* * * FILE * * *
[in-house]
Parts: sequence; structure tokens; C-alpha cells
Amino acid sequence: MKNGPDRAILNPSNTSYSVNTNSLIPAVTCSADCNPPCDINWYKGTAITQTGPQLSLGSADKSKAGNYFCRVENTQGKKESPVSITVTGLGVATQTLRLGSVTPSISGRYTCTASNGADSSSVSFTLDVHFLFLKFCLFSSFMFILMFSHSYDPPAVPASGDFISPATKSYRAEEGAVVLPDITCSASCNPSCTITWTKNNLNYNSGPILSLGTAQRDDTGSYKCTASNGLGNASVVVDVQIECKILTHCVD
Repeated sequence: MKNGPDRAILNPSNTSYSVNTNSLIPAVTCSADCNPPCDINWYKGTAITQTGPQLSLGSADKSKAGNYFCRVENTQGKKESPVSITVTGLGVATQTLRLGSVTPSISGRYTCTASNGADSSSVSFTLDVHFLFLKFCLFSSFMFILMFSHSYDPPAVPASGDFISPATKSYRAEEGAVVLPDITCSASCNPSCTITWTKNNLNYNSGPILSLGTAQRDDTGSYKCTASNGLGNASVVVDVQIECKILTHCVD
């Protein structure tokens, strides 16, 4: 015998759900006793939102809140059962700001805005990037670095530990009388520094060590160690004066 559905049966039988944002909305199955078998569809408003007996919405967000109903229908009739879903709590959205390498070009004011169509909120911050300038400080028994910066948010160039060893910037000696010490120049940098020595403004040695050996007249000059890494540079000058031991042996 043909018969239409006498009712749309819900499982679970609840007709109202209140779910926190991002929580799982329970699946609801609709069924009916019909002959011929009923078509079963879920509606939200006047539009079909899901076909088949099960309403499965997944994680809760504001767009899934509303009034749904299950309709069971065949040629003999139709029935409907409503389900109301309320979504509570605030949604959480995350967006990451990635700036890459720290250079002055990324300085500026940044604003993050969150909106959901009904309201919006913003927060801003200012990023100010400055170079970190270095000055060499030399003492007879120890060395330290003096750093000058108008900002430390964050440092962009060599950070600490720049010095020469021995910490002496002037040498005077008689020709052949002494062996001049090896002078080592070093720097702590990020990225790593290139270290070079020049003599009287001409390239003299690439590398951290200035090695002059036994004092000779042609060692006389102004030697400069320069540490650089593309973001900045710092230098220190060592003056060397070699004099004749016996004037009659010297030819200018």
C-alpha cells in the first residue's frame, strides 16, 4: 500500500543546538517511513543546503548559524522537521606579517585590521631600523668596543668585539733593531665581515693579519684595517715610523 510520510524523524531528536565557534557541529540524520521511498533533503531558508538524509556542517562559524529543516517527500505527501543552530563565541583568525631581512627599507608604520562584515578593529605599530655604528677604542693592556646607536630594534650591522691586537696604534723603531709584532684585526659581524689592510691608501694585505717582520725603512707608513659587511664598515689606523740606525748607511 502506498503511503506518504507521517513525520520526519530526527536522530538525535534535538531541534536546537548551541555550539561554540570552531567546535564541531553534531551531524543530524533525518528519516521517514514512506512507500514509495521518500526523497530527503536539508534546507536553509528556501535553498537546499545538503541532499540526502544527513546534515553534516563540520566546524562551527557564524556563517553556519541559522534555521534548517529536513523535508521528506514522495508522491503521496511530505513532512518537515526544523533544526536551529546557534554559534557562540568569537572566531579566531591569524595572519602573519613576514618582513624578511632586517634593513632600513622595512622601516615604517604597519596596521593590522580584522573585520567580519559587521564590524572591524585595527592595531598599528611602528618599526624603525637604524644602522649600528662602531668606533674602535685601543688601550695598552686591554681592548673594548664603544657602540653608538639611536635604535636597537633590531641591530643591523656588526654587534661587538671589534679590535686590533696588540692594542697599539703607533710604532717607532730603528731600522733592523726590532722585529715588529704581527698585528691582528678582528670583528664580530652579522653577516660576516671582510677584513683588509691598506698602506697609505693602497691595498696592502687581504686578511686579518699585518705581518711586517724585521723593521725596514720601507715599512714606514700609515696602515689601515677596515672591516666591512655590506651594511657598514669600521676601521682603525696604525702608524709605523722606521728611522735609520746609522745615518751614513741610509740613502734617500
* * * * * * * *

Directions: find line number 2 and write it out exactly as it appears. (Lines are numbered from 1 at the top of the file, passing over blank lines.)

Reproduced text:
Parts: sequence; structure tokens; C-alpha cells